Loyola University Chicago

Health Sciences Research


Inspiring future medical scientists

Inspiring future medical scientists

Graduate student Mallory Paynich performs an ELISA assay to measure the amount of purified exopolysaccharides (multi-functional chemical compounds secreted by microorganisms) in bacteria in Knight’s lab.

‌By Susan A. Clarke

Even after 25 years in Loyola’s Stritch School of Medicine, Dr. Katherine Knight exudes excitement, optimism, and commitment in her role as an educator in its Microbiology and Immunology graduate program. Passionate about teaching graduate students both in the classroom and the lab, she finds it “exciting to be doing not just research with these students but also developing their scientific minds.”

Questions are central to Knight’s teaching philosophy and practice. In the classroom, she rarely lectures but rather uses the Socratic method of questioning the class about course material in order to continuously engage her students. She believes that a crucial part of the didactic process is to help students to discover what they are passionate about, and to give them the tools to pursue their goals.

Says Knight: “Telling students what to do is not my idea of teaching....My strategy is to help students find their way by teaching them how to identify important questions and to devise ways to and the answers.” Right now there are five graduate students in Knight’s lab, with four pursuing PhDs in Immunology and one in the new MS program in Infectious Diseases and Immunology.

The program offers an array of educational opportunities outside of the classroom and lab, many established by Knight as enrichments to an already rigorous program. These include the (now required) first-year weekly journal club, in which a student summarizes a published research paper and leads the group discussion. In the “sampler” seminar series, a student invites three scholars from different fields to provide a short summary of their research. Only the organizer knows the identity of the speakers in advance, who may be from any subfield of microbiology, immunology, or infectious disease, piquing attendees’ interest and adding a sense of spontaneity. The series is well-attended by both faculty and students alike.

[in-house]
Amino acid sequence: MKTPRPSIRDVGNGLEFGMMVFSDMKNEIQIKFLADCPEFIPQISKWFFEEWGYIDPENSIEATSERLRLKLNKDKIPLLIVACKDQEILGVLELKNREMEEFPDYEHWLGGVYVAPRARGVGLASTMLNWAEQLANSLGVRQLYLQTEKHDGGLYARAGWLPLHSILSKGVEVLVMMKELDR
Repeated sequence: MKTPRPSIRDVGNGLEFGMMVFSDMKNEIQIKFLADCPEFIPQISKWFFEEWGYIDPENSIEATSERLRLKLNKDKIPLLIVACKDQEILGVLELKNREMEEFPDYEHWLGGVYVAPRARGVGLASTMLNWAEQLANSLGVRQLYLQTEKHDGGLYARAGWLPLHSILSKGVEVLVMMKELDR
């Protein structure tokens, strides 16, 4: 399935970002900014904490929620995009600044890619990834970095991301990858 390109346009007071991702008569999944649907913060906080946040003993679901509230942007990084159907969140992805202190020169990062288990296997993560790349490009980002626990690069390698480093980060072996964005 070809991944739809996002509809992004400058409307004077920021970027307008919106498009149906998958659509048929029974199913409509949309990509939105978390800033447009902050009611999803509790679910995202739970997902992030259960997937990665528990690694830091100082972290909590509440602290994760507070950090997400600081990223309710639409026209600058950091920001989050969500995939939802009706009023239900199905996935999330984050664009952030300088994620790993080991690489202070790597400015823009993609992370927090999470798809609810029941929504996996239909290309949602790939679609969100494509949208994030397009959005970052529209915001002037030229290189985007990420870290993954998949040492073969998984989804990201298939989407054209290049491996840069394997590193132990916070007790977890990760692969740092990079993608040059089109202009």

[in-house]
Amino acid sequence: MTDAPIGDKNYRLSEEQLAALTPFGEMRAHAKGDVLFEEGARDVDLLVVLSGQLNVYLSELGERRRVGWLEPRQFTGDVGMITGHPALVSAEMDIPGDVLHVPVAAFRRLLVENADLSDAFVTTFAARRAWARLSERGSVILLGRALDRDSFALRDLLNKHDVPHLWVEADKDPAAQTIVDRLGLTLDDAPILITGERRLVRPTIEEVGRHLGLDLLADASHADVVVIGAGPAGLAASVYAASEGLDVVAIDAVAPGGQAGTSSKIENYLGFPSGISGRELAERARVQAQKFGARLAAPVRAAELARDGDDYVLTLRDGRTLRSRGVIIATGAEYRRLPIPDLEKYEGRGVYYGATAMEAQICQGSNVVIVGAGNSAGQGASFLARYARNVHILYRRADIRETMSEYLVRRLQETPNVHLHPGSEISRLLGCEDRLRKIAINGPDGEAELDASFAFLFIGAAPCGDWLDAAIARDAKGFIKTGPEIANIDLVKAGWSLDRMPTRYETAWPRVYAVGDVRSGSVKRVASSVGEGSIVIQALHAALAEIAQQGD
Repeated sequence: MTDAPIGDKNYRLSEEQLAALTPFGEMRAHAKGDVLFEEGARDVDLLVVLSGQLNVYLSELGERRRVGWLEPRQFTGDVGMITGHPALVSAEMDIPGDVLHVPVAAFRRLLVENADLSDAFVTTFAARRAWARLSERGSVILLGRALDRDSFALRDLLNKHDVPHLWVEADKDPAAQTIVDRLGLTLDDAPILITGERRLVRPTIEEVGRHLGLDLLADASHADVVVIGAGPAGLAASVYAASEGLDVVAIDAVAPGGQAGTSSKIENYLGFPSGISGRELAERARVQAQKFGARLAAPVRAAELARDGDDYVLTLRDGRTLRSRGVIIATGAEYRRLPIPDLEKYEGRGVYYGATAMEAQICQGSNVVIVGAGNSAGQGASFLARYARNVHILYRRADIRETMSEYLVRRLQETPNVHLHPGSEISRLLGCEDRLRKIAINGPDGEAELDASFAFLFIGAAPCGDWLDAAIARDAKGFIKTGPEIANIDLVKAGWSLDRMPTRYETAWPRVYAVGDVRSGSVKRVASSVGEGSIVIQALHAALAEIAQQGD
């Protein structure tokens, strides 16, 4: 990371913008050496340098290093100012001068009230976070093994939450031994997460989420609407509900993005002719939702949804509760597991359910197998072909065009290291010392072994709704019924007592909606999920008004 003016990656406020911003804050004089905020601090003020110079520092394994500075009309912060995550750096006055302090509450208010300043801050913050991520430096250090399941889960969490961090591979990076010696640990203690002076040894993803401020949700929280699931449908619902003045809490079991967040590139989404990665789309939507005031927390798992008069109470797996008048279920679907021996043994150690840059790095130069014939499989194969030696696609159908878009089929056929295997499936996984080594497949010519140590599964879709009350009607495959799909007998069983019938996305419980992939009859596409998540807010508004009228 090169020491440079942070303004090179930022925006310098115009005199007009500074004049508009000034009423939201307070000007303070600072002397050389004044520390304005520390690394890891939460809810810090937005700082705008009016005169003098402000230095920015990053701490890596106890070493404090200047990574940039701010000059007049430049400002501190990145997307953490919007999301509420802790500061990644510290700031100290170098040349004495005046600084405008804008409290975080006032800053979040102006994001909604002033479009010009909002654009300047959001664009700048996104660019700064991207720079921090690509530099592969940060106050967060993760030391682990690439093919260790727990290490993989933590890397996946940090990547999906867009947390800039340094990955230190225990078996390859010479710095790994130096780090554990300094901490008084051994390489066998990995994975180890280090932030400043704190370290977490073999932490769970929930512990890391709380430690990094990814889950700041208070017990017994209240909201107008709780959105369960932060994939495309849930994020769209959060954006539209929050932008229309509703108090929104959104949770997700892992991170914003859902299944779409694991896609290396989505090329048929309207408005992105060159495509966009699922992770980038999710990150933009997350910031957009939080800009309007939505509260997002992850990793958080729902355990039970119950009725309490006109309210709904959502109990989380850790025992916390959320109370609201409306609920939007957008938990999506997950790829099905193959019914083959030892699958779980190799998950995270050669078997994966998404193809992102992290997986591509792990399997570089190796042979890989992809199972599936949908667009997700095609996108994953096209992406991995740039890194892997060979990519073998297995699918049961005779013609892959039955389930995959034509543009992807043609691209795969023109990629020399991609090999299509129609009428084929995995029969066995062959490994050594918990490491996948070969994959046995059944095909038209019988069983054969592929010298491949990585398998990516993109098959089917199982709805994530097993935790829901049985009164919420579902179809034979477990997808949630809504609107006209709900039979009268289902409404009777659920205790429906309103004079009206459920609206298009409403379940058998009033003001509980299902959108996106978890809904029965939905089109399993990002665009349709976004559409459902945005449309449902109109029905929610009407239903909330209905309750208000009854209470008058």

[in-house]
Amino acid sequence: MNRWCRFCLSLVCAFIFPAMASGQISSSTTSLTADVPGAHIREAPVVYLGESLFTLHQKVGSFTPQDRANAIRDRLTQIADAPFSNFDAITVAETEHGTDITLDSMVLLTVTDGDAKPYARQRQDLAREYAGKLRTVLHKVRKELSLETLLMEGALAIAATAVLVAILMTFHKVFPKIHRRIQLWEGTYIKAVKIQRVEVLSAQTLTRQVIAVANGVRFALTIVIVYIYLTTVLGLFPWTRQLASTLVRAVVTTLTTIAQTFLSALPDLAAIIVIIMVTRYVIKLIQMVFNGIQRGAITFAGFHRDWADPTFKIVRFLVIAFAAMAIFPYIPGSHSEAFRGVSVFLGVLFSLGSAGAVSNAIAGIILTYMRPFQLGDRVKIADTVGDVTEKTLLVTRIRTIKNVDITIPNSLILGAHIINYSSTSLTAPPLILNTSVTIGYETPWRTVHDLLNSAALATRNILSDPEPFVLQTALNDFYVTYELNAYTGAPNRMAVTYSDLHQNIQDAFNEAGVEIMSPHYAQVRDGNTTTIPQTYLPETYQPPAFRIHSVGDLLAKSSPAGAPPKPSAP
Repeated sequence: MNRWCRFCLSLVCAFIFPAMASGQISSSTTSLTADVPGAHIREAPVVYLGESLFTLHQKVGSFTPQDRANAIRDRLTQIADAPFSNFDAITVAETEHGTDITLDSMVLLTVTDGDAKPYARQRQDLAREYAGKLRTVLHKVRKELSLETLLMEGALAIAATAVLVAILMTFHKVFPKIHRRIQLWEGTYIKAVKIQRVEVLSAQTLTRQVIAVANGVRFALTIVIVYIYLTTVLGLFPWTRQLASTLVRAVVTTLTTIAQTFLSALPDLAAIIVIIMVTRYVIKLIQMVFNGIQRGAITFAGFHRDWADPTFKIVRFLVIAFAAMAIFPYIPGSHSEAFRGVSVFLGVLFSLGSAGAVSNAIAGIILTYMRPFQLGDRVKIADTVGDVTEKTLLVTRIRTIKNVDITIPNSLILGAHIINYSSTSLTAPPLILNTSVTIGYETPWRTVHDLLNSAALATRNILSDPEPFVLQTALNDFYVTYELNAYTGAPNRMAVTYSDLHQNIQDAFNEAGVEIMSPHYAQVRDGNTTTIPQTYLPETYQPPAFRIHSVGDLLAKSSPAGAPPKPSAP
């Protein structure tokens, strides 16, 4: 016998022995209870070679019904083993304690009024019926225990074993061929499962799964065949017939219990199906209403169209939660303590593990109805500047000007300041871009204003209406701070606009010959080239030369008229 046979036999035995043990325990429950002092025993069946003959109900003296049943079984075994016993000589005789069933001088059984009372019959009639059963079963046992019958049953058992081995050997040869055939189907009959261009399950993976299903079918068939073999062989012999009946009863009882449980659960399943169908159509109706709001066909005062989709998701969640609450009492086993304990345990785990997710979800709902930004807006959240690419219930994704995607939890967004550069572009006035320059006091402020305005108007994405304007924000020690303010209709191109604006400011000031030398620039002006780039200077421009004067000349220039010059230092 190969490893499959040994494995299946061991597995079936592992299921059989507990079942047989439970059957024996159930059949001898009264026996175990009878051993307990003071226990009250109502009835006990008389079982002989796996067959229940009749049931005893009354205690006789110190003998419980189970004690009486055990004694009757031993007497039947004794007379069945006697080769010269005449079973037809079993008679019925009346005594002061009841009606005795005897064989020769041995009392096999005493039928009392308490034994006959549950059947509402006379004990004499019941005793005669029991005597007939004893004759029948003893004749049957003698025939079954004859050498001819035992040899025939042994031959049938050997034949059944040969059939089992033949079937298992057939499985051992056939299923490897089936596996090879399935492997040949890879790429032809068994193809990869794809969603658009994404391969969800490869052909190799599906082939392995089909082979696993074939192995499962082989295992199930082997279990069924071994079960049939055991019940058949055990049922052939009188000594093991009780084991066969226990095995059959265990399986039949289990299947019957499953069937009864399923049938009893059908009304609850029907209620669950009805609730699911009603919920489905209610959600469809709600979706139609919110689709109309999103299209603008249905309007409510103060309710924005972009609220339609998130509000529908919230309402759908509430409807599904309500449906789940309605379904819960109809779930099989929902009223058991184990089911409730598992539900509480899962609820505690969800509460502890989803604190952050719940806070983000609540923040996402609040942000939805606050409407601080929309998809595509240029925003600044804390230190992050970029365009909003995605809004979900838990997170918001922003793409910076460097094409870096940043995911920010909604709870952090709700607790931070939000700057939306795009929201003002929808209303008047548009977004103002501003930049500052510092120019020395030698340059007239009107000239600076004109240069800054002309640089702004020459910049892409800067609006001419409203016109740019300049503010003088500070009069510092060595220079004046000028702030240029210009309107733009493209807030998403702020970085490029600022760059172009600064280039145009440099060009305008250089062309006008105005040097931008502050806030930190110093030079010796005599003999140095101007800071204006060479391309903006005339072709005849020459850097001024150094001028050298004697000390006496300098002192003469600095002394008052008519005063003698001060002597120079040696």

Every program activity is designed to be an active learning experience and to stimulate students’ independent thinking. The content of Knight’s Advanced Immunology class is driven by the latest research findings in the field; for each class a recent research paper is chosen to be presented by a student and scrutinized by the group.

For the pre-doctoral preliminary exam, students write a formal research proposal as might be submitted to a federal agency, and then present a departmental seminar summarizing the state of the problem leading to the proposal’s testable hypotheses and defending the proposal. However, the proposed research must be outside of their own specialty area, in order to further broaden and diversify their expertise.

Says Knight, “Our philosophy of training graduate students is to ensure that they have a broad background in microbiology and immunology and are versed in subfields other than their specialty training area.” This diverse and extensive presentation and analytical experience ensures that nearly all of program PhD graduates go into some of the most competitive national and international post-doctoral training programs.

Knight is keenly interested in “best practices” in mentoring, focusing on what motivates and excites a particular student. She is impassioned about her own research and wants her students to feel the same way about theirs. She summarizes her educational philosophy, which is strongly related to Ignatian pedagogy, simply: “I want to help them to be the best scientists that they can be.”

Originally published in Endeavors, Issue 4, a publication by the Office of Research Services.